Cooking and Baking: A Surprising RA Intersection
Last updated: December 2022
Recently, I've been taking time for myself away from family, friends, and other opportunities. I've found myself feeling overworked and overwhelmed, so I've been looking into new hobbies and ways to decrease my stress.
One of those new hobbies has been cooking and baking, and in this, I've discovered a lot about myself and how finding new hobbies and interests can help me feel relaxed and consequently help my body feel better, too.
My sweet tooth led me to a new hobby
I have to admit; I have a bit of a sweet tooth. I love sweets, including pastries, ice cream, cakes, and more. One of my favorite ways to unwind from work is to have a cup of tea and a sweet. It reminds me of being in Europe and having time to relax, think, and simply enjoy life instead of working all the time. It also allows me to rest my joints and combat fatigue.
But instead of spending money and buying pre-made sweets, I've started carving out time to make my own. The first sweet I made for myself was a batch of cake pops. I had some leftover cupcakes with icing from a work retreat, so I decided to be resourceful and turn them into cake pops, which involved combining all the cupcakes--icing included!--chilling them in the freezer, and then rolling them in candy melts. After that, you let them harden in the freezer again, and then surprise, you have cake pops!
A surprising RA benefit!
One interesting thing about making the cake pops was that rolling the cake balls was a pretty sizeable exercise for my joints. Not too impactful; it allowed me to massage some of my joints and give them some exercise to "break the gel" that forms when your joints haven't been used in a while.
I've found a similar impact when making a cake or brownie batter, but not when I'm making yeasted dough or some other forms of bread--this often makes my joints hurt more because the dough is thicker. Not that I don't like bread (I obviously do), but it's just a little more difficult to make.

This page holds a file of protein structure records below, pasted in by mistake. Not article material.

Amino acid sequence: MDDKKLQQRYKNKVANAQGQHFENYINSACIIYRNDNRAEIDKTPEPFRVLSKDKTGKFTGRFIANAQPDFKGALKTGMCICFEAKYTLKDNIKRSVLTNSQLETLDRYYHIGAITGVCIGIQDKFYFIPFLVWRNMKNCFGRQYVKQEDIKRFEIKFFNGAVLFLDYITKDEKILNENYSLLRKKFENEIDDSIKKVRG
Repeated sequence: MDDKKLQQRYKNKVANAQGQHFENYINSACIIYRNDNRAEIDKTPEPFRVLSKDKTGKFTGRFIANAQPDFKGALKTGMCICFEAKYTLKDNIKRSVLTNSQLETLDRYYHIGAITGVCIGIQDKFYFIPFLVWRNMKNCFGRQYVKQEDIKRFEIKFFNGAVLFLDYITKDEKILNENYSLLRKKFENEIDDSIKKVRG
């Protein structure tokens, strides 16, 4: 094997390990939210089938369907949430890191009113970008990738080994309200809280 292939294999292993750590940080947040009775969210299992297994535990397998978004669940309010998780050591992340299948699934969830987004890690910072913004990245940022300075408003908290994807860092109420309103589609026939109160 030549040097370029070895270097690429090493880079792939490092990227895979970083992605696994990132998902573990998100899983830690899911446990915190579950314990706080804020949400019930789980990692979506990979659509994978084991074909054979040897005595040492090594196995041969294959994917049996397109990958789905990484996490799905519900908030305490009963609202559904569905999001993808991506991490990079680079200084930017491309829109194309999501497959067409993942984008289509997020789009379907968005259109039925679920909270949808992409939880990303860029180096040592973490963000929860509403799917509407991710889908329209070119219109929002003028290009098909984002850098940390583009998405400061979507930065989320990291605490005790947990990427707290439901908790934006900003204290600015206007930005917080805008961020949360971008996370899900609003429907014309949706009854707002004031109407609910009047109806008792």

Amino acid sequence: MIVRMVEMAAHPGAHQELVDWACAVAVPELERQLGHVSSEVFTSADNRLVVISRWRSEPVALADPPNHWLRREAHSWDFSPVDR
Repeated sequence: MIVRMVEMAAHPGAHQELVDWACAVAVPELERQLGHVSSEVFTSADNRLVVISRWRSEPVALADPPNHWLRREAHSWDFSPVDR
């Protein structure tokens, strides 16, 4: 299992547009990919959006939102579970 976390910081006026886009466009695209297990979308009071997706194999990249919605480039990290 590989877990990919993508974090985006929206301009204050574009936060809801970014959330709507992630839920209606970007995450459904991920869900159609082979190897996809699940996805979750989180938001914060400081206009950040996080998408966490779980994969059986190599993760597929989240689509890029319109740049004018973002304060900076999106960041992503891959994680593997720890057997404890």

Baking has given me back a sense of control
Another thing about this intersection between baking and RA is that it gives me a sense of control I have lost with having RA. In baking, I can create something I want to make. I mold and craft the dessert into what I want it to be. Due to the limitations I face with RA, I don't always get the opportunity to make my life its own, but baking allows me to flex that control. It's an extension of myself and allows me to engage in something I haven't felt in a long time.
In addition, I bake for other people, too--it's a social aspect that improves my mood because it allows me to interact with friends. Increasing social interaction can also impact the isolation people with RA often feel. Sharing the sweets I make also helps me feel better about myself, allowing me to situate my RA in a larger context of life itself. That is, everything will be okay.
Hopefully, this inspires you to consider new hobbies in your RA journey! Baking has allowed me to understand myself and my relationship with RA better; I would have never considered how much my RA could be connected with something as simple as baking.
Did you know rheumatologist Dr. Donica Baker is answering community questions?
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